A bit of a departure from my usual focus, but something that was very much on my mind and in my heart.
Tomorrow you’ll turn two years old and the past few days I’ve found myself feeling nostalgic, remembering all of the little moments and delights you’ve brought to my life. I’ve been blessed with a front-row seat to your discoveries many of them based on physical milestones–walking, running, climbing, holding objects of different sizes, even turning the pages of a book–and your own personal marvel at all of the things your body can do. It’s been quite a journey.
As I bathed and dressed you tonight I saw how long your thighs (of all things) have grown, but was tickled to see that they’re still soft and round with little pockets of pudge. Like cream puffs. How I love them. And how much you’ve enjoyed them. Your thighs are responsible for so much you’ve seen and discovered over the past two years. Without your thighs, would you have been able to climb the rope ladders at the gym, chase our dog, trudge through the snow, swim in the pool? Would you be the same girl you are, you’re becoming without such experiences? And yet as I admired them it struck me that qualities such as pastry-like thighs are unfortunately, in our culture, only valued in the very young. Ten years from now, will you want your mom (or anyone else for that matter) to notice your thighs, much less compliment them for being anything but thin? skinny? lean? For your birthday my girl, I’ve decided to make my own wish. A wish for you and your thighs.
My wish is that you will escape the disease that afflicts so many American women today–the turn from appreciating our bodies and the way they bring us through the world (and others miraculously into it) to the scrutiny, obsession and unnecessary shame over how our bodies look. That a woman who has always been thin is writing this to you demonstrates how sinister, deceptive and blinding this disease can be. For it wasn’t until I had you that I learned to appreciate what my body can do rather than how it looks. My wish is that you will not follow in these footsteps.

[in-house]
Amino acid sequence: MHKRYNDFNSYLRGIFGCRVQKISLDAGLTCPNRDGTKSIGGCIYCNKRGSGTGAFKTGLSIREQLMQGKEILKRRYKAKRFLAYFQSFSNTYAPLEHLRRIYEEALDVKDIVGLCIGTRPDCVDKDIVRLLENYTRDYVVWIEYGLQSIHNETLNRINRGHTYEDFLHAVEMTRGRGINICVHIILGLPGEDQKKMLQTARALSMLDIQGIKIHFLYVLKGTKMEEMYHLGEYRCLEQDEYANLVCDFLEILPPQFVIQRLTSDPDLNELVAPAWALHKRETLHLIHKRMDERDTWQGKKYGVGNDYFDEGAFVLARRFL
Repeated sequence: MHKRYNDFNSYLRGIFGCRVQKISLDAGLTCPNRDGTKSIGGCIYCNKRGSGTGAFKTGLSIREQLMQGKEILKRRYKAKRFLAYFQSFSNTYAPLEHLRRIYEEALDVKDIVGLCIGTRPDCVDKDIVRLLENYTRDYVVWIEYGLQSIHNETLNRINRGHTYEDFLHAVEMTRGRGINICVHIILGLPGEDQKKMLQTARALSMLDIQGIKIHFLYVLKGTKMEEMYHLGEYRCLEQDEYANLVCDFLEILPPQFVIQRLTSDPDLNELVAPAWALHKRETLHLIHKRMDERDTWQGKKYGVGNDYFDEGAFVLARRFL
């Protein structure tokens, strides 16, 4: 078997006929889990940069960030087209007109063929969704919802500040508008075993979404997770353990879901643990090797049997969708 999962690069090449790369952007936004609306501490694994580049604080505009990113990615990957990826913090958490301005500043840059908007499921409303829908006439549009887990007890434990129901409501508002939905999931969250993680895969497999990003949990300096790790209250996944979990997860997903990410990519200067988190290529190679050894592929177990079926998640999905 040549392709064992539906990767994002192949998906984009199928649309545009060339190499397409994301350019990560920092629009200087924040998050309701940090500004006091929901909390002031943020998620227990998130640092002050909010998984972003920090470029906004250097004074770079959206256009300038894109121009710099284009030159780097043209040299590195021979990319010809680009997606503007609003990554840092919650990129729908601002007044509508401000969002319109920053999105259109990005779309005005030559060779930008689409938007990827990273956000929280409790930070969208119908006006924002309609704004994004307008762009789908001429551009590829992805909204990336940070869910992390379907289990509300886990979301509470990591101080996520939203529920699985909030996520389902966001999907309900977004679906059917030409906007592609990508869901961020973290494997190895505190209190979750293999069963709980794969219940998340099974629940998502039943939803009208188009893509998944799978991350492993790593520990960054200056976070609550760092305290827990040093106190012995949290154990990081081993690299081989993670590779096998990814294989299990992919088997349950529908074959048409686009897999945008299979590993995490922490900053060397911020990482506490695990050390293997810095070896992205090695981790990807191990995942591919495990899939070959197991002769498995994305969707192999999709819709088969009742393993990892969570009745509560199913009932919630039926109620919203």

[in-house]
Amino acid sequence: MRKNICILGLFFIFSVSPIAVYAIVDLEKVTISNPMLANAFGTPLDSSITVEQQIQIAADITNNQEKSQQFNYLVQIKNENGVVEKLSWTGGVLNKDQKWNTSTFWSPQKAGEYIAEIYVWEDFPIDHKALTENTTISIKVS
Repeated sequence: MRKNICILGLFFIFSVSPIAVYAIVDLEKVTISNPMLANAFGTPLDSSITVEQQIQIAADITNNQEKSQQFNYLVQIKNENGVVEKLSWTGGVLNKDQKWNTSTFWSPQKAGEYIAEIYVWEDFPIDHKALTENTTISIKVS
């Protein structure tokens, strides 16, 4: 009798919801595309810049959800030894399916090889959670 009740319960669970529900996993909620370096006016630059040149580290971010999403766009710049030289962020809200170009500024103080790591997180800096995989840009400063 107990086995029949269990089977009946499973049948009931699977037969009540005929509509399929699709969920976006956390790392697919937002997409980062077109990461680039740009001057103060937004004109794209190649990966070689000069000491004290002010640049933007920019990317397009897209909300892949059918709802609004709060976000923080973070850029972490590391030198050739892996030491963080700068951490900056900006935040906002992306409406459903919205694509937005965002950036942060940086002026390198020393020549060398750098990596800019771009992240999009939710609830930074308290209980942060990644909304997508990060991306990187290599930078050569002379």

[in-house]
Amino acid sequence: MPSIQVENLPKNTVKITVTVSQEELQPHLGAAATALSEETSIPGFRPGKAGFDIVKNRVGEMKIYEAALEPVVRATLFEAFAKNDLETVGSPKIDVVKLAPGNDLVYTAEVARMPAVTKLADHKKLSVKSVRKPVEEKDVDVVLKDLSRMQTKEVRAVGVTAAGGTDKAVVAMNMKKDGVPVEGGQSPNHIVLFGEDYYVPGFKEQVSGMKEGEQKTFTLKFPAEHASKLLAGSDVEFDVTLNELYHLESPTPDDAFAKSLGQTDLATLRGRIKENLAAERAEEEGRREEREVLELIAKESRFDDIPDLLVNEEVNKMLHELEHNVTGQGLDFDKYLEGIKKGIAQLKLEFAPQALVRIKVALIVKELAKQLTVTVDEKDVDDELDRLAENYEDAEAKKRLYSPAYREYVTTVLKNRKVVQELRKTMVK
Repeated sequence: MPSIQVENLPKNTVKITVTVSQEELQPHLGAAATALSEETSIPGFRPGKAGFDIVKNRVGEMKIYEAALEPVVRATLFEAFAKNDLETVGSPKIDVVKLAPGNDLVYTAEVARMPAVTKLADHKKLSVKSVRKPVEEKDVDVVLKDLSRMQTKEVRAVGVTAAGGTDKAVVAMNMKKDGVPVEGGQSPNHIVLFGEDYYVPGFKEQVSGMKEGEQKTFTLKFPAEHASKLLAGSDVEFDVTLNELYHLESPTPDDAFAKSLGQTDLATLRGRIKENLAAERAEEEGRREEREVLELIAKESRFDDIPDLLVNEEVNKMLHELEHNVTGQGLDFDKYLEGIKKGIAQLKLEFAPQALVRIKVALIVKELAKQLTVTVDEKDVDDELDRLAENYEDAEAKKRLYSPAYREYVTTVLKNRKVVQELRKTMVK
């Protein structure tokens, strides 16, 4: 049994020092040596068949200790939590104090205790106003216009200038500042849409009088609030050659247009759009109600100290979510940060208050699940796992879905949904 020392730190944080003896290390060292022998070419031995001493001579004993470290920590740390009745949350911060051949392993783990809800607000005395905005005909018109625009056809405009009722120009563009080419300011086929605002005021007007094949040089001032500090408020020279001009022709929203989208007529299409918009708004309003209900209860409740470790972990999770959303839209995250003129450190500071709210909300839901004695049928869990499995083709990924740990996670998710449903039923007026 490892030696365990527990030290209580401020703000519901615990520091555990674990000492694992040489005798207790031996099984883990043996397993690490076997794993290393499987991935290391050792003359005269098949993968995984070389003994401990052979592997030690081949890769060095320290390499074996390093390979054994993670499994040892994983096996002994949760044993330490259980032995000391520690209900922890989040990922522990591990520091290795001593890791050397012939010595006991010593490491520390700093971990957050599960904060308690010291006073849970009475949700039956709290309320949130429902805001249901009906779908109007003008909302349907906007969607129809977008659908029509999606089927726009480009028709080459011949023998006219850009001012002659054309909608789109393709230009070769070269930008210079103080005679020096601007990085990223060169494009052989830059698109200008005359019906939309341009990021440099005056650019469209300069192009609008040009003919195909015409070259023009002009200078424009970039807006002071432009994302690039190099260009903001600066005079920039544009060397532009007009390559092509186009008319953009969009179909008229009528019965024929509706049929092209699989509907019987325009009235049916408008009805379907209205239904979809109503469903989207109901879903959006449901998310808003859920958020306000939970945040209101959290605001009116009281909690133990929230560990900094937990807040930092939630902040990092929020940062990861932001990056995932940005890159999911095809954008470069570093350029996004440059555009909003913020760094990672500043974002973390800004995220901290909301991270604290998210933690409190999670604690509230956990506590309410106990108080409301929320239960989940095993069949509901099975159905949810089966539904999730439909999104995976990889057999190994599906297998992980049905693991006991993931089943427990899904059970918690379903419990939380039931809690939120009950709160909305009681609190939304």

My wish is that you will remember the light you felt when you took your first steps.
My wish is that you will not forget how your thighs allow you to run, jump, and climb. That should you find yourself years from now jogging in place on a treadmill at the gym it’s because such exercise makes you feel good and clears your mind, not because you enjoyed a slice (or four) of your own birthday cake the night before. The woman running on the treadmill next to you will be sweating to change the shape and size of her thighs oblivious to the fact that they are the reason she is able to run at all. May you be spared such an ironic fate.
May you never wrap a towel around your waist at the pool because you don’t want others to see you jiggle.
May you never circle your thigh or any other part of you with a tape measure.
May you never own a scale which, like so many other numbers, measures nothing.
May you always see food as one of the great joys of this world, one that brings people together; and may you never see food as an enemy–something to fear and feel shame over. May you recognize how lucky you are to have access to food at all.
May a mirror never make you cry. Or even make you shake your head.
May you realize that the people in this world worth your time, worth a place in your heart, are those who don’t care what size your thighs (or anyone else’s) are.
This is my wish for you, my sweet girl with thighs like rum babas.
ps–Off to bake your birthday cupcakes.